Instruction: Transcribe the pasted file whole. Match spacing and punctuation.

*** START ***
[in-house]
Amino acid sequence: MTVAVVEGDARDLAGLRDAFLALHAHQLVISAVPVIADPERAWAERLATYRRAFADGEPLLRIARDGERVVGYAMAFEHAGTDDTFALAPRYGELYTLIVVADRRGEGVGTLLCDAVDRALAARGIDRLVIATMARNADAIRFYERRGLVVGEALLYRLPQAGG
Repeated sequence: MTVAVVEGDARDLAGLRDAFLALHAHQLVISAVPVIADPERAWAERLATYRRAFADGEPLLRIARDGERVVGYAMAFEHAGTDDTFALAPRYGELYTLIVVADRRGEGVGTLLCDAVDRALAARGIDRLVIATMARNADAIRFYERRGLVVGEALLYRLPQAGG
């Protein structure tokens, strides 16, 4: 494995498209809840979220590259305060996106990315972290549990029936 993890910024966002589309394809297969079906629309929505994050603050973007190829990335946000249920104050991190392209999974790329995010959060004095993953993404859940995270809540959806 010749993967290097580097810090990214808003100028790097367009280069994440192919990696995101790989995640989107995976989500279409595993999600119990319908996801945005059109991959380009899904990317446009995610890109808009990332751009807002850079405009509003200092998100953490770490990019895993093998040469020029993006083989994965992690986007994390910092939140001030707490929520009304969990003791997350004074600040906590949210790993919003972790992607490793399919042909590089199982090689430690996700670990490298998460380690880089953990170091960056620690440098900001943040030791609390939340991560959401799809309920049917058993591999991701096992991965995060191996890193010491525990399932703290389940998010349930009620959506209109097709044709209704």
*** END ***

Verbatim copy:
[in-house]
Amino acid sequence: MTVAVVEGDARDLAGLRDAFLALHAHQLVISAVPVIADPERAWAERLATYRRAFADGEPLLRIARDGERVVGYAMAFEHAGTDDTFALAPRYGELYTLIVVADRRGEGVGTLLCDAVDRALAARGIDRLVIATMARNADAIRFYERRGLVVGEALLYRLPQAGG
Repeated sequence: MTVAVVEGDARDLAGLRDAFLALHAHQLVISAVPVIADPERAWAERLATYRRAFADGEPLLRIARDGERVVGYAMAFEHAGTDDTFALAPRYGELYTLIVVADRRGEGVGTLLCDAVDRALAARGIDRLVIATMARNADAIRFYERRGLVVGEALLYRLPQAGG
């Protein structure tokens, strides 16, 4: 494995498209809840979220590259305060996106990315972290549990029936 993890910024966002589309394809297969079906629309929505994050603050973007190829990335946000249920104050991190392209999974790329995010959060004095993953993404859940995270809540959806 010749993967290097580097810090990214808003100028790097367009280069994440192919990696995101790989995640989107995976989500279409595993999600119990319908996801945005059109991959380009899904990317446009995610890109808009990332751009807002850079405009509003200092998100953490770490990019895993093998040469020029993006083989994965992690986007994390910092939140001030707490929520009304969990003791997350004074600040906590949210790993919003972790992607490793399919042909590089199982090689430690996700670990490298998460380690880089953990170091960056620690440098900001943040030791609390939340991560959401799809309920049917058993591999991701096992991965995060191996890193010491525990399932703290389940998010349930009620959506209109097709044709209704």